8. This position with regard to the making of such a decree against a tenant in such suit filed under the Act is well-settled. The decision of the Supreme Court in Mranalini's case (supra) has authoritatively summarised this position following the earlier decisions of the Court in the case of Dhansukhlal v. Dalichand : 3SCR346 ; Harbanslal v. Prabhudas : 3SCR628 , and Ganpat v. Sashikctnt : 3SCR198 . Quoting from the Ganpat's case, the position has been restated to be the one that where the conditions under Section 12(3)(a) of the Act are not satisfied there is a further opportunity given to the tenant to protect himself against eviction. He can comply with the conditions set out in Section 12(3)(b) of the Act and defeat the landlord's claim for eviction. If, however, he does not fulfil those conditions, he cannot claim the protection of Section 12(3)(b) of the Act and, in that event, there being no other protection available to him, a decree for eviction will have to be made against him.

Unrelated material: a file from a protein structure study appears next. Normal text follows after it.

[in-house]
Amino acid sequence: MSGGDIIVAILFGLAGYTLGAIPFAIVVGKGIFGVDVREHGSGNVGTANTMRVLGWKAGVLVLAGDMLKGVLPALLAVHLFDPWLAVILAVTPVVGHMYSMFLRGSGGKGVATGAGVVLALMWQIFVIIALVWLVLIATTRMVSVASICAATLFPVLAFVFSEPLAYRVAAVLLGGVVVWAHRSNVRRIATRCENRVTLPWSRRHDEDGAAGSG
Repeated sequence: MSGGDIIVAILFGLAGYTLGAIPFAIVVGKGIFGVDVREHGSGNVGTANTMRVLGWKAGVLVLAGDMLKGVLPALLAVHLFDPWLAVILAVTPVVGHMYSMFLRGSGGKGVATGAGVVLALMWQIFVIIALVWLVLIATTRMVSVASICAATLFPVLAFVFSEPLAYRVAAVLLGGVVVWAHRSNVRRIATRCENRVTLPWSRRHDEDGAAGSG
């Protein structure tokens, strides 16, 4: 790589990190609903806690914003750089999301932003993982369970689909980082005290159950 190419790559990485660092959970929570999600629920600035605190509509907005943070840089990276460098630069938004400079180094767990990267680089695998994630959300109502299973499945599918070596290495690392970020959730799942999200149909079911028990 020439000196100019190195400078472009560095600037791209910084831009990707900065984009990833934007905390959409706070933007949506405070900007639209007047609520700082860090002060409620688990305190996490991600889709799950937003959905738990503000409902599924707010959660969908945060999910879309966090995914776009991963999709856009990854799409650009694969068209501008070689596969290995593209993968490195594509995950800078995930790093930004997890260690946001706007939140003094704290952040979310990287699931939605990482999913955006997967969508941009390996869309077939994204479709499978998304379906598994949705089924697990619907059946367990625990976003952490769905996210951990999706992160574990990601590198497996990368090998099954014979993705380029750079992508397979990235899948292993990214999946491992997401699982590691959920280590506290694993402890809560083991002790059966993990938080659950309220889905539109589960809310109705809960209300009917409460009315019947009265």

9. The position, therefore, in law is that once the notice as contemplated by Section 12(2) of the Act is given and suit is filed, the landlord would be entitled to a decree if the conditions of Section 12(3)(a) of the Act are available and the Court will have no discretion in that regard. Further, unless a tenant complies with the provisions of Section 12(3)(b) of the Act, a decree in eviction would follow, there being no discretion in the Court to refuse to make such a decree.
10. The decisions on which Mr. Karlekar relied appear to be taking the view on the facts available in those cases. However, suffice it to say that with regard to the tenability of the suit, the observations available in those judgments do not take into account the decisions of the Supreme Court, particularly the decision in Mranalini's case (supra). That being plain, Mr. Karlekar cannot draw support from these judgments.